Expeditions: Viking is the latest project by Logic Artists, following up Expeditions: Conquistador, which was their debut PC game, and well respected with good reviews on Steam praising the game for being unexpectedly brilliant. We were lucky enough to get our hands on an Alpha build of Expeditions: Viking, which is set to release in the first quarter of 2017. The game revolves around the son of a Thegn, a nordic Lord who is set to inherit his father’s rule over a small village rife with political intrigue, treachery and violence.
You get to create your own character in typical RPG fashion, using skillpoints to determine your characters specialties. These are split between points for attributes such as Strength and Perception, and points for your abilities and passive skills. The skills are also split into sections. Firstly you have Weapon Skills, which is how effective you are with a specific group of weapons such as bows, increasing damage-wise with each level put into the skill, and also unlocking skills specific to that weapon group, such as Aimed Shot for bows which increases your accuracy at long range. Secondly, you have what I would call combat abilities which aren’t tied to a specific weapon group and can be used by everyone, for example, Stun, which does what it says on the tin.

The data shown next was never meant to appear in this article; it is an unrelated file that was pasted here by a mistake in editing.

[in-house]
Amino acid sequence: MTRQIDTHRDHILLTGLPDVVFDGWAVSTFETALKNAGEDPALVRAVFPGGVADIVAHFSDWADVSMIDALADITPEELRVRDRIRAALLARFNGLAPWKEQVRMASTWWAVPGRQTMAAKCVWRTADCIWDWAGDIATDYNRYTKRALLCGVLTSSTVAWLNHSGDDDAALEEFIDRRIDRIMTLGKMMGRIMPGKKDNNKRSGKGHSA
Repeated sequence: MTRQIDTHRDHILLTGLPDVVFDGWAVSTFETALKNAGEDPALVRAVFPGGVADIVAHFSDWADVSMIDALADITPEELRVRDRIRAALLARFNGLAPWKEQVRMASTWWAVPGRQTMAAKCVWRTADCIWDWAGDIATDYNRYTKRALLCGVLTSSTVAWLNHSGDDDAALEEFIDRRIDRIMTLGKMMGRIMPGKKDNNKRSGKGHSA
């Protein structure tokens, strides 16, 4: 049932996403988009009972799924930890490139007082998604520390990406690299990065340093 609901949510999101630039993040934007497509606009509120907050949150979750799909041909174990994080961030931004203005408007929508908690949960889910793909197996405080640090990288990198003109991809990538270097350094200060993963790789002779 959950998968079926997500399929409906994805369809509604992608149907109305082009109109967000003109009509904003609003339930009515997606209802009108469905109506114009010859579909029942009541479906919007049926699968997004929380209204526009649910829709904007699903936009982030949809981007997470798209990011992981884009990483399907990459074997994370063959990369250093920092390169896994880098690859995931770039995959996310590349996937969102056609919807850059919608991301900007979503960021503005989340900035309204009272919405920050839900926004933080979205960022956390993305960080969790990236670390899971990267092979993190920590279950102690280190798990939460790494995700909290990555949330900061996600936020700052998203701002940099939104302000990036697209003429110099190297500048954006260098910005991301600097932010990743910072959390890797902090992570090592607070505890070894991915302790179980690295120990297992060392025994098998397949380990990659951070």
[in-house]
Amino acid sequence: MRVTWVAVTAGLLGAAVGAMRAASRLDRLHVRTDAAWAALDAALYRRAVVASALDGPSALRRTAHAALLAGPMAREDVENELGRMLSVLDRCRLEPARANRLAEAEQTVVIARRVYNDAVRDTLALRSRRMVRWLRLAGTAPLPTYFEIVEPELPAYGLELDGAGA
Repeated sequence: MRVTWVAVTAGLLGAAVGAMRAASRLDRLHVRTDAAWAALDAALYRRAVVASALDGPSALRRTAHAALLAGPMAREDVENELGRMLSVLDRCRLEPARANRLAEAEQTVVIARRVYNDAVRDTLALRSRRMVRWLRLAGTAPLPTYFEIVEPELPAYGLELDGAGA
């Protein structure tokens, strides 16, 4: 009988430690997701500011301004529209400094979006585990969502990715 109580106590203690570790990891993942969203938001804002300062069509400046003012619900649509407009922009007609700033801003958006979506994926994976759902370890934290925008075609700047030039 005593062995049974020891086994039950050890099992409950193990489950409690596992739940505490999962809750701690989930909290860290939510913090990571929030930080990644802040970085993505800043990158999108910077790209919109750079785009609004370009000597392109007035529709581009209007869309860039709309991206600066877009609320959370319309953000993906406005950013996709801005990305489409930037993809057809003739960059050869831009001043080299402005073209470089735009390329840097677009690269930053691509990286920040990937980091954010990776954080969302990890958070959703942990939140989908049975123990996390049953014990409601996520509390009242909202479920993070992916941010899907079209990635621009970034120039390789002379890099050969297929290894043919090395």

Next on the list are camping skills. To add a bit of context, you move between towns and objectives on a campaign map, and after a while of having your party of warriors trudge through the snow day and night, they will get fatigued and have to camp which is done at preset campsites. These usually have to be cleared of enemies whether they be wolves or bandits, but once all hostility is put to rest you get to unburden your men of the stresses of combat and travel, and to do so more effectively you have camping skills which you can utilize. These skills include things like scouting, cooking, guarding and crafting weapons or armour, all of which become necessities as the game progresses. The final section is passive skills, of which there is a vast collection varying from extra movement in combat, to increased durability in combat. A lot of these passive skills were still under development and unavailable in the Alpha build, but they still gave a much needed edge in the heat of battle. Skills and abilities are what adds a lot of flesh to the bones of an RPG, and they work really well in this game, always remaining grounded in reality with nothing supernatural or fantastical rearing its head, keeping an authentic and down to earth experience throughout. They are important in developing your character, both in outfitting him or her for combat or purely for roleplaying purposes.